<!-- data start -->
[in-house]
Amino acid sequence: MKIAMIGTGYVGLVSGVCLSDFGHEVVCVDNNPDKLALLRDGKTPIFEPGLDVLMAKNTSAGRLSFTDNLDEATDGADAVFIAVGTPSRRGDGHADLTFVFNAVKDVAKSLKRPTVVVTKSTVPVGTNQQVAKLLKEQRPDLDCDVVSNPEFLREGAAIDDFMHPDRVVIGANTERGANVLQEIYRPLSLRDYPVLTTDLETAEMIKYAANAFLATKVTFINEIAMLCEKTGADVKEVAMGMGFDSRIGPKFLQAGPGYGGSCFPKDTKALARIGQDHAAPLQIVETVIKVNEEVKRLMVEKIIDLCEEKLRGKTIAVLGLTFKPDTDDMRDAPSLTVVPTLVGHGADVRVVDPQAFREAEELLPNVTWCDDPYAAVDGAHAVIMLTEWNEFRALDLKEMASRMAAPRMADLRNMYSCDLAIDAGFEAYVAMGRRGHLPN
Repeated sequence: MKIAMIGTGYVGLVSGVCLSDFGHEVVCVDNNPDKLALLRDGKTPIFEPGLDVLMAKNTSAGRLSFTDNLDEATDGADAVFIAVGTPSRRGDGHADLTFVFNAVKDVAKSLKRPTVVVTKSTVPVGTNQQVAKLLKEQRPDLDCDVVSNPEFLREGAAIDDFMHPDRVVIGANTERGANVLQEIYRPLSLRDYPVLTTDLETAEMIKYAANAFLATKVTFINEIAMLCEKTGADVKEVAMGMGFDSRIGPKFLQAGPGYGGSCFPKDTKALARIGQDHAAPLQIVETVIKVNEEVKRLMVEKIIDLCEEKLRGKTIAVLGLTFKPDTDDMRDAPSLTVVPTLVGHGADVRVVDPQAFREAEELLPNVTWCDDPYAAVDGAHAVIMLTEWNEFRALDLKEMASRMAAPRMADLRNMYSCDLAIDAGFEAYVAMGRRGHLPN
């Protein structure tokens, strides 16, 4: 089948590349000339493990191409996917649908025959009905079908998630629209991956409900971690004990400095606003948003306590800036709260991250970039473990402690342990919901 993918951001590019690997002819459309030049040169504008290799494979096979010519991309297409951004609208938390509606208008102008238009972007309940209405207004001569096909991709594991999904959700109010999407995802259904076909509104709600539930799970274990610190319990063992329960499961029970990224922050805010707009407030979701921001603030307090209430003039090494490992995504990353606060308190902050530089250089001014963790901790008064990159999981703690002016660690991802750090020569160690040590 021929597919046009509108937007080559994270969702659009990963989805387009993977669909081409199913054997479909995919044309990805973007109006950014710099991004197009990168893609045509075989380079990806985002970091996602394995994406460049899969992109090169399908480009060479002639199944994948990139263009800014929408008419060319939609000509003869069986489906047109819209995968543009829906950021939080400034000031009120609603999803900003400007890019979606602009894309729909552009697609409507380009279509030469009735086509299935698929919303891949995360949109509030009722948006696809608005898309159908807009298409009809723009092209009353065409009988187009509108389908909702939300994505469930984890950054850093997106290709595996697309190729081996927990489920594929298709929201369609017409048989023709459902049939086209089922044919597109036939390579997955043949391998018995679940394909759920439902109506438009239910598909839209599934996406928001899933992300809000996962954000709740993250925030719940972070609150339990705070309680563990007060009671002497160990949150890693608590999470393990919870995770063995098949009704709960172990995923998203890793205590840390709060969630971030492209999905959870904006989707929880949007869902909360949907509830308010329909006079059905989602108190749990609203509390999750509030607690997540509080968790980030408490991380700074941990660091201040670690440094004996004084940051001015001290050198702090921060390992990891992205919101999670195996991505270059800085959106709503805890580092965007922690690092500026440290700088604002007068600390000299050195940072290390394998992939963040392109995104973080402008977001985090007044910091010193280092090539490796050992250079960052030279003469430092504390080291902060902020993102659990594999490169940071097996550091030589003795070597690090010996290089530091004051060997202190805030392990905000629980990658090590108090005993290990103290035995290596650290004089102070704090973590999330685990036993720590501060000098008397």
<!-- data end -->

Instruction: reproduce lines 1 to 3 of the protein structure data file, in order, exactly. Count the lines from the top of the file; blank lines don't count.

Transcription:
[in-house]
Amino acid sequence: MKIAMIGTGYVGLVSGVCLSDFGHEVVCVDNNPDKLALLRDGKTPIFEPGLDVLMAKNTSAGRLSFTDNLDEATDGADAVFIAVGTPSRRGDGHADLTFVFNAVKDVAKSLKRPTVVVTKSTVPVGTNQQVAKLLKEQRPDLDCDVVSNPEFLREGAAIDDFMHPDRVVIGANTERGANVLQEIYRPLSLRDYPVLTTDLETAEMIKYAANAFLATKVTFINEIAMLCEKTGADVKEVAMGMGFDSRIGPKFLQAGPGYGGSCFPKDTKALARIGQDHAAPLQIVETVIKVNEEVKRLMVEKIIDLCEEKLRGKTIAVLGLTFKPDTDDMRDAPSLTVVPTLVGHGADVRVVDPQAFREAEELLPNVTWCDDPYAAVDGAHAVIMLTEWNEFRALDLKEMASRMAAPRMADLRNMYSCDLAIDAGFEAYVAMGRRGHLPN
Repeated sequence: MKIAMIGTGYVGLVSGVCLSDFGHEVVCVDNNPDKLALLRDGKTPIFEPGLDVLMAKNTSAGRLSFTDNLDEATDGADAVFIAVGTPSRRGDGHADLTFVFNAVKDVAKSLKRPTVVVTKSTVPVGTNQQVAKLLKEQRPDLDCDVVSNPEFLREGAAIDDFMHPDRVVIGANTERGANVLQEIYRPLSLRDYPVLTTDLETAEMIKYAANAFLATKVTFINEIAMLCEKTGADVKEVAMGMGFDSRIGPKFLQAGPGYGGSCFPKDTKALARIGQDHAAPLQIVETVIKVNEEVKRLMVEKIIDLCEEKLRGKTIAVLGLTFKPDTDDMRDAPSLTVVPTLVGHGADVRVVDPQAFREAEELLPNVTWCDDPYAAVDGAHAVIMLTEWNEFRALDLKEMASRMAAPRMADLRNMYSCDLAIDAGFEAYVAMGRRGHLPN